Did you identify anything about the picture? More information below the photo.
This picture was borrowed from the Lighthouse's web site.
Pigeon Point Light Station is a California State Historic Park about 30 miles south of Half Moon Bay. At 115 feet, it is one of the tallest light houses in the United States and the tallest on the California coast. It first went into operation on November 15, 1872 using a Fresnel lens comprised of 1008 prisms which projects light as in the above photograph. That lens is no longer in use and is only fired up for 2 hours each year on the Saturday closest to the aniversary date. On that night, hundreds (thousands?) of people show up to witness the event and take pictures. The deteriorating condition of the lighthouse may stop the display indefinitely and you can no longer tour the lighthouse tower itself. The grounds and museum remain open and there is a working hostel on site.
If all goes well, the next lighting will be Saturday, November 13, from 6pm to 8pm. Some tips if you plan to photograph the next event. Wear warm clothes. Get there early, before sunset, if you want to park close by. Take a tour of the grounds, the museum, the hostel and the local beach. After lighting the lamp, the lens remains stationary for 5 minutes for photographers to capture the star formation and then it begins to rotate. Hope for some moisture in the air. Fog helps to define the rays of light. You will meet lots of other photographers with tripods. Consider using a red flashlight when adjusting your equipment. It's kinder on the eyes and less chance of spoiling other's photographs.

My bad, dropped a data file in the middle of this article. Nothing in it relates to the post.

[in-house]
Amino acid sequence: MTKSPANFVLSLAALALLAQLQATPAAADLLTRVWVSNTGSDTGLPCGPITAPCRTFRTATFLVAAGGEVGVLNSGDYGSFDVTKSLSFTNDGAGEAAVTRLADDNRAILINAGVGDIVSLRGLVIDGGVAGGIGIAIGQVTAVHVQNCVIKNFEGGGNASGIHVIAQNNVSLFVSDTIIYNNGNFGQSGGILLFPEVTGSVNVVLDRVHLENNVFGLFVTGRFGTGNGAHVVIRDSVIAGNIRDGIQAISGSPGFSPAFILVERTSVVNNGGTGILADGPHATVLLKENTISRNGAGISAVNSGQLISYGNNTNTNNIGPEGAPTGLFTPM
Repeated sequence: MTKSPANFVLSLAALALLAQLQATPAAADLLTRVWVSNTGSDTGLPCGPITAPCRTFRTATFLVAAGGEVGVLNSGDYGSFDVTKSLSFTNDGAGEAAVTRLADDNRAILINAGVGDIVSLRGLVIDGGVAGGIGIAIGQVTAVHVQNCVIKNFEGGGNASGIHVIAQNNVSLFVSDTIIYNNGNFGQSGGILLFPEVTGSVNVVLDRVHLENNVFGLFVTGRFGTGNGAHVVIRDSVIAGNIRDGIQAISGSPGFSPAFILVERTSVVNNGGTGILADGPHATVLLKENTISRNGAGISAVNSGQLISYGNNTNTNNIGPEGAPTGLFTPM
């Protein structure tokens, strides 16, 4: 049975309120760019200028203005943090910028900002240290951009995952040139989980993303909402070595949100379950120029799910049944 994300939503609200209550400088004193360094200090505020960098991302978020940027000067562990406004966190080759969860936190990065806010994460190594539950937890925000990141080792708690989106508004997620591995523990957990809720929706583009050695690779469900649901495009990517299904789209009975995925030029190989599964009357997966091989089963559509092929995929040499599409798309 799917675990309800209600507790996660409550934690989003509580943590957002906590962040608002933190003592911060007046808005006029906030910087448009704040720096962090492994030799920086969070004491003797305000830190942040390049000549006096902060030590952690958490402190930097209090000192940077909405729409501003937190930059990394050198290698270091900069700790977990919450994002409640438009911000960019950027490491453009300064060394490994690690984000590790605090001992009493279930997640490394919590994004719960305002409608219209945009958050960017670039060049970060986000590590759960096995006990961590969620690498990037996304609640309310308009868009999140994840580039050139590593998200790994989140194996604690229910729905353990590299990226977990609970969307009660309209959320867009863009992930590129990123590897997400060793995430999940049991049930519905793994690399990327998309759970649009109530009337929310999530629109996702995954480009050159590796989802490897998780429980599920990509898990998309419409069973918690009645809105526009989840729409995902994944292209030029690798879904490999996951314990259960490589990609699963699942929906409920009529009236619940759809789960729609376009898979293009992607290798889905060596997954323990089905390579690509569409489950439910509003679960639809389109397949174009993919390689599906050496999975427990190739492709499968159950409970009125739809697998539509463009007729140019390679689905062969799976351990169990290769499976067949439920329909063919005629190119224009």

For long exposure camera settings, I start with an F/8 aperture. That is about the best quality aperture for my D80 and gives a decent depth of field. Experiment from there. I use the lowest ISO, again for best quality. Even though it is a low light situation, the lighthouse is not moving. You don't need that wide open aperture or a high ISO. Go for better DOF and low noise instead and use a longer shutterspeed. Use a tripod. Turn off image stabilization, at least on Nikon lenses. Use a remote shutter release or time delay to reduce camera vibration. Focusing is always tricky in the dark, but the lighthouse is pretty bright, so autofocus should work. Be quick, the five minute grace period when the lens does not rotate goes by fast.
I'll probably be there, either to take pictures or as a docent. I recently volunteered to work there and begin training this Saturday.
Here is a link to their web site: The Pigeon Point Light Station State Historic Park
Thanks for playing the Friday Foto Quiz.